The October 27 webinar focuses on exciting new developments in sensor fusion for autonomous vehicles. Many current autonomous vehicle applications employ sensor fusion techniques relying on high-performance sensors that may come at some additional cost to equip a commercially available vehicle. But what can you get for free? Secondly, the relative low cost of radar makes it an attractive solution for some positioning applications, notably in this case automated parking in enclosed garages.
The webinar is sponsored by NovAtel.
GNSS/INS Sensor Fusion with On-Board Vehicle Sensors
The first presentation in this webinar focuses on the exploitation of lower-cost sensors already available on most modern vehicles. These sensors include low-resolution odometry (DMI) and consumer grade IMUs currently used for dynamic stability control and wheel slip detection. A novel approach for combining vehicle speed, steering angles, transmission settings and multiple odometry inputs demonstrates achievable results while operating under a GNSS-denied environment. The test trajectory mimics a typical parking structure with many corners and short straight segments. The only a priori information required for the filter is the wheel track and wheelbase (separation of wheels). A 90% performance improvement compared to the stand-alone GNSS/INS solution is logged during GNSS outages up to 30 minutes. The use of the extra input to the filter can improve protection levels of the positioning system to allow for more frequent engagement of the autonomous navigation system.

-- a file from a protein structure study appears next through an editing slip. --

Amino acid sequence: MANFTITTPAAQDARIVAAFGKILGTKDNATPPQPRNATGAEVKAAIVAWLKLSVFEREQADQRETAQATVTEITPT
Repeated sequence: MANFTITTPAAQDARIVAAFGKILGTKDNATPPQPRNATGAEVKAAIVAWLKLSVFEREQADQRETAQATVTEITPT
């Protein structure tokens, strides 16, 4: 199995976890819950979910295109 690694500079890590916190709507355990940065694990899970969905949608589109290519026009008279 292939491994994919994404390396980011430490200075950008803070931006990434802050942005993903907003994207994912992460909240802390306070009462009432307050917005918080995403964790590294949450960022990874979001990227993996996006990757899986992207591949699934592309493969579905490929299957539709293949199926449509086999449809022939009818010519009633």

[Image above: Map View of 30-Minute GNSS Outage Performance, Mixed Driving Test, courtesy NovAtel]
Radar-based Multi-Floor Localization for Automated Valet Parking
The webinar’s second presentation demonstrates an integrated radar-based localization system that supports driving automation level 4 applications with a focus on automated valet parking in degraded visual environments in covered parking garages. The system integrates automotive radars and dead reckoning technologies supported by high-definition (HD) maps to offer decimeter-level positioning accuracy. Radar-based localization system was tested and validated in single and multi-floor underground parking lots. In the first case, the vehicle travels on a single floor and performs a parking maneuver on the far end of an underground parking location, then returns to the initial point. In the second case, the vehicle starts on the lower floor of a multi-floor parking building, then travels to the upper-floor before returning to the initial floor and performing a reverse parking maneuver. In both scenarios, the localization solution was consistent with the stringent requirements of driving automation level 4 applications.
Ryan Dixon is the Sensor Fusion and Autonomy Lead in NovAtel’s Applied Research group. In this role he is responsible for exploring sensor fusion methods and relating them to autonomy applications. Prior to this he was Chief Engineer of the SPAN GNSS/INS products group at NovAtel, responsible for the dedicated team maintaining and enhancing NovAtel’s inertial product portfolio.
Aboelmagd Noureldin received bachelor’s and Masters degrees in engineering physics from Cairo University and a Ph.D. in electrical and computer engineering from The University of Calgary. He is currently a Cross-Appointment Professor with the Departments of Electrical and Computer Engineering, Royal Military College of Canada, Queen’s University, Kingston, Ontario, Canada.